Two of the biggest names in graphic design software are Photoshop and Illustrator. These Adobe programs lead the industry and are staples for many designers. 

But if you’re newer to the field, or haven’t used the programs yourself, you might be wondering what the difference is, especially since they’re often used by professionals in similar roles. After all, how are you supposed to know what to learn if you don’t understand what makes the programs different? 

What is Photoshop? 

Adobe Photoshop is the gold standard of photo editing software.

Photoshop users who know how to use the software can edit existing digital or digitalized photos (also called raster artwork), combine multiple images, and even create digital paintings. More advanced users can create GIFs—the brief, looped moving images you often see on social media—or even edit simple videos. 

The most common use for Photoshop is digital image correction. Photoshop allows you to do anything from correcting color to changing the background to adding or removing people from images. It’s become such a common practice, there’s even an action named after it: “So-and-so Photoshopped that image.” If you can dream it, you can probably do it in Photoshop. 

Professionals across almost every industry use the software, and the key components are: 

  • Retouching tools
  • Adjustment tools
  • Compositing images
  • Masking & special effects
  • Layers
  • Creating Animated GIFs

What is Illustrator? 

Adobe Illustrator is the industry-leading vector graphics and illustration app. This versatile program is great for creating many kinds of artwork, most notably logos, icons, patterns, and product packaging. 

The most common uses for Illustrator are to create company branding and intricately detailed or patterned designs. Its biggest strength, and what sets it apart from other design software, is the fact that it’s vector-based, which means that your designs are completely scalable. It also does extraordinarily well with pattern creation and minute details. 

Professionals from many industries use Illustrator to create branding assets, web graphics, and even fashion designs. If you want your design to be intricate and beautiful no matter what size, Illustrator is the perfect tool for you. 

The most essential features are: 

  • Vector-based
  • Image scalability 
  • Artboards
  • Patterns & detailed illustrations

Major Differences between Photoshop & Illustrator

Photoshop and Illustrator are undoubtedly related, and work together well. Many professionals, especially designers, use the programs together because they complement each other. 

They aren’t the same, though, and that’s a good thing because both bring strengths to the table. These are the three primary differences between the programs.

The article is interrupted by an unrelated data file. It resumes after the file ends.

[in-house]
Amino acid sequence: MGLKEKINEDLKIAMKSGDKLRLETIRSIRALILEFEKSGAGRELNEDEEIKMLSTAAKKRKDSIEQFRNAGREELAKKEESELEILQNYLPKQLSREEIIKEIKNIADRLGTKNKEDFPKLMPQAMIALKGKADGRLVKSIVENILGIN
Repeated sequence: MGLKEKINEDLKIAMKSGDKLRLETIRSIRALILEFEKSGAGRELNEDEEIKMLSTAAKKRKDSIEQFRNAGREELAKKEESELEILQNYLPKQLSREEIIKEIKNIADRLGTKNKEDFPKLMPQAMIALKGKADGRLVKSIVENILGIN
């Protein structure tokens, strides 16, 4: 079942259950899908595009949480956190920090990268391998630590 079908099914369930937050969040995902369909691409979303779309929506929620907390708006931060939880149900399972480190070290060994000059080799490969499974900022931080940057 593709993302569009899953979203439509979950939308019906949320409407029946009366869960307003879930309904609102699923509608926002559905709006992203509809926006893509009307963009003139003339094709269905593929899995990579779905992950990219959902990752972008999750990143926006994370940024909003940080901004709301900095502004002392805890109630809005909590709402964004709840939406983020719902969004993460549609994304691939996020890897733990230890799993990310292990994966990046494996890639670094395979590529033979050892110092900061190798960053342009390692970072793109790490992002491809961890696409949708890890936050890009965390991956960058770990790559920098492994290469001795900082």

Raster v. Vector

The biggest difference between Photoshop and Illustrator is that one is raster-based and the other is vector-based. 

Photoshop creates images in raster form, with pixels. As you’re working with images and artwork, you can make edits down to a single pixel of color, which is great for working with small details. Raster images are one size, though, which means if you want to make them bigger, the details will begin to appear blurred and the image as a whole won’t appear crisp. 

On the other hand, Illustrator is vector-based, which means the shapes and lines are based on a mathematical equation. No matter what size vector image you create, it will always be able to scale up, or down, and look as sharp as when you designed it. This is perfect for designs that may need to change sizes at some point. As long as they’re designed as vector art, they can be transformed into any size without having to spend time redesigning. 

Professional Uses

Many professionals use Photoshop and Illustrator together, which makes sense since they’re both leading-edge graphic design softwares. Although they’re using both, each program can tackle different tasks. 

Because Photoshop excels at image manipulation, it’s most commonly used for correcting digital images. With functionality like red-eye removal and the healing tool, many photographers use the program to “clean up” their photos. 

Photoshop is also excellent for compositing images (combining multiple photos together to create a new image), “hiding” parts of an image with layers, working with filters, and adding special effects. You can use layers to do tasks like editing an image without changing the original file and changing the background of an image.

Meanwhile, in Illustrator you can create great, scalable images such as logos and icons. Since logos often need to be many different sizes, such as on a business card or a billboard, creating them in Illustrator as a responsive vector graphic is a no-brainer. 

Illustrator is also extremely important for product packaging design because it’s excellent at generating patterns and tiny details such as outlined text and dotted lines. It’s also prized in the fashion industry for the same reasons: patterns and detailed illustration capabilities. 

File Formats